MPs rubber-stamp Lib-Con coalition

By Ian Dunt and Alex Stevenson

Conservative and Liberal Democrat MPs have given their approval to the formal coalition agreement between their two parties finalised earlier today.

The agreement features a commitment to maintain the coalition for at least four years.

“The Liberal Democrat parliamentary party and the federal executive has today endorsed the agreement reached between the Liberal Democrats and Conservatives to form a coalition government, by the required three quarters majority,” a Lib Dem spokesperson said.

Details of the plan seem to show a very Tory-friendly deal, with the Lib Dems agreeing to a replacement of Trident, a cap on immigration and cuts of £6 billion to non-frontline services in 2010/11.

The party also agreed to not join the euro for the duration of the parliament.

The planned rise in national insurance will not go ahead, as per both parties’ election promises.

A Downing Street spokesman today confirmed that Mr Clegg would become deputy prime minister, and that four other Cabinet positions would go the party, but it is unclear if that will be sufficient to mollify Lib Dem MPs and party members concerned at the policies the party has now signed up to.

Speculation about Cabinet posts is now rife. David Laws is expected to become children’s secretary for the Lib Dems, but Vince Cable will miss out in No 11. He is set to become chief secretary to the Treasury with George Osborne as chancellor.

Much rests on whether the Home Office brief goes to Lib Dem Chris Huhne. Such an important post might be enough to calm Lib Dem jitters, but there is no confirmation it has been agreed.

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The details of a comprehensive coalition agreement were finalised during a five-and-a-half hour meeting between the Lib Dems and the Tories which was completed shortly after 19:00 BST at the Cabinet Office.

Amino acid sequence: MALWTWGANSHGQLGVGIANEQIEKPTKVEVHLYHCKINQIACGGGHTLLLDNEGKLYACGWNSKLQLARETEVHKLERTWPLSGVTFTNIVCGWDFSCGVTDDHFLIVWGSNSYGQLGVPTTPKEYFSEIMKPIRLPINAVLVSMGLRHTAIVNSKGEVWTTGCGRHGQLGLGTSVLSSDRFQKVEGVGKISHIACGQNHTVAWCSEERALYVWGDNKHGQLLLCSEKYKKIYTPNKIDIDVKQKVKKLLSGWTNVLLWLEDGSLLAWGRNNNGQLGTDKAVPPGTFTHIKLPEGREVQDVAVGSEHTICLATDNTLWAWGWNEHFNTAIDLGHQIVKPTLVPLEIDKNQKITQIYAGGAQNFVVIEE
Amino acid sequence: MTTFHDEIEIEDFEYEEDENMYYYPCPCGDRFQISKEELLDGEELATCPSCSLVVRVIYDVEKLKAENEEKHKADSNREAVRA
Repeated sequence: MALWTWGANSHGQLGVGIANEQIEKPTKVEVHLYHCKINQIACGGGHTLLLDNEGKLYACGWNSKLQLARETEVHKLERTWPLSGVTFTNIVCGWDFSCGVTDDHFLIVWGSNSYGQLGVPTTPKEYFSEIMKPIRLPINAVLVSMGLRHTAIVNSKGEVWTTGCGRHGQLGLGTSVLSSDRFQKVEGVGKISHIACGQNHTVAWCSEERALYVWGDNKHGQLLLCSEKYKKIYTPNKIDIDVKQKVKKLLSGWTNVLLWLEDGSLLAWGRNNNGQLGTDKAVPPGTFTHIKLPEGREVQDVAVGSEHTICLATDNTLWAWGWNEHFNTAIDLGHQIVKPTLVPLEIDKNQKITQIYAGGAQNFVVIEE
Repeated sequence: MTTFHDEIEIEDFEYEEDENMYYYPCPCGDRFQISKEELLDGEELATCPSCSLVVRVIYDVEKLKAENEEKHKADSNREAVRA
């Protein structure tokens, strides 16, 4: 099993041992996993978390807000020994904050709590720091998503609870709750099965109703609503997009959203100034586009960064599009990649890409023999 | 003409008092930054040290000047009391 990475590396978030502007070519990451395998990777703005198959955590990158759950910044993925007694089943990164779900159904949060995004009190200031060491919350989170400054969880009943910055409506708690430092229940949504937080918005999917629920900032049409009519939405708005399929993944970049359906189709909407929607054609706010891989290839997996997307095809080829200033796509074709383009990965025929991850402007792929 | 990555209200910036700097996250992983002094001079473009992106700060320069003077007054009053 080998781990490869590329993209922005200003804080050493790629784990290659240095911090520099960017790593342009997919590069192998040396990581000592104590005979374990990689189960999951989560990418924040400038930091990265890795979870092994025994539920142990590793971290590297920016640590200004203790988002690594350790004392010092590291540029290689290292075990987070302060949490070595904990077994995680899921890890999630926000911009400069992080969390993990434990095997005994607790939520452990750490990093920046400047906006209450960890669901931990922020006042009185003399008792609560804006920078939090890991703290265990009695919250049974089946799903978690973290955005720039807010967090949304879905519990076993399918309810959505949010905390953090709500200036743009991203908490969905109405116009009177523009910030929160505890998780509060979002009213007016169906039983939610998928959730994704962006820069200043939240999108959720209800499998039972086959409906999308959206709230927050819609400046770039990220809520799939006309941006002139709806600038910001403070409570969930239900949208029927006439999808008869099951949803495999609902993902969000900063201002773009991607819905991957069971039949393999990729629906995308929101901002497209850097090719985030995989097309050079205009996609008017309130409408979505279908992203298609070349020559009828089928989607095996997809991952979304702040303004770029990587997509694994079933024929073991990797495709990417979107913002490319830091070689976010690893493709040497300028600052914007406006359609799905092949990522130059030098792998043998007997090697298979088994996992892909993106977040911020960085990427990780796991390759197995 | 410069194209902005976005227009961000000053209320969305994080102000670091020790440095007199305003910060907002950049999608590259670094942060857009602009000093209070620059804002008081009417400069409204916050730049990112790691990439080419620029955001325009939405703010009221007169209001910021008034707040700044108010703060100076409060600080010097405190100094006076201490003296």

Comment: Lib-Con pact is a wasted opportunity

Immense crowds gathered outside the Cabinet Office this afternoon, where Lib Dem-Tory talks were taking place. Protestors, journalists, and curious tourists mingling together in huge numbers as everyone waited desperately for the two teams to emerge.

The talks took place after the complete breakdown of Lib Dem-Labour talks earlier in the day.

Several Labour MPs had earlier expressed concern about an alliance with Britain’s third party.

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Schools minister Diana Johnson became the first Cabinet-level figure to say she thought a Lib-Lab coalition would be too unstable.

A little later health secretary Andy Burnham became by far the most important Labour figure to speak out against a deal.

“I think we have got to respect the results of the general election and we can’t get away from the fact that Labour didn’t win,” he was quoted as saying.

There were positive noises from the Tory backbenches though, with Douglas Carswell telling politics.co.uk: “I think the days of mass brand generic politics are breaking down. There’s an appetite for the niche and the distinctive.

“I think it’s in our interests to form a political interest that allows that.”

Today’s negotiations provided another frantic and confused day in Westminster, following a tumultuous series of events yesterday.

Gordon Brown’s announcement that he would stand down as Labour leader implicitly mapped out the remaining aspects of the Labour offer to the Lib Dems: a new Labour leader, legislation for the alternative vote (AV), and a subsequent referendum on a more proportional system.

The Conservatives offered the Lib Dems a referendum on AV – a remarkable development given the party’s historic opposition to such a move.

A Lib-Con pact will be more stable, having enough parliamentary seats to secure a Commons majority.

A Lib-Lab pact would have required other coalition partners or an agreement that they would back central piece of legislation in the Commons while the Lib-Lab coalition forms a minority government.

But the real stumbling block to a Lib-Lab deal appears to have been Labour’s intransigence. A memorandum released this evening from the Lib Dems attacked Labour for never taking the prospect of a coalition seriously.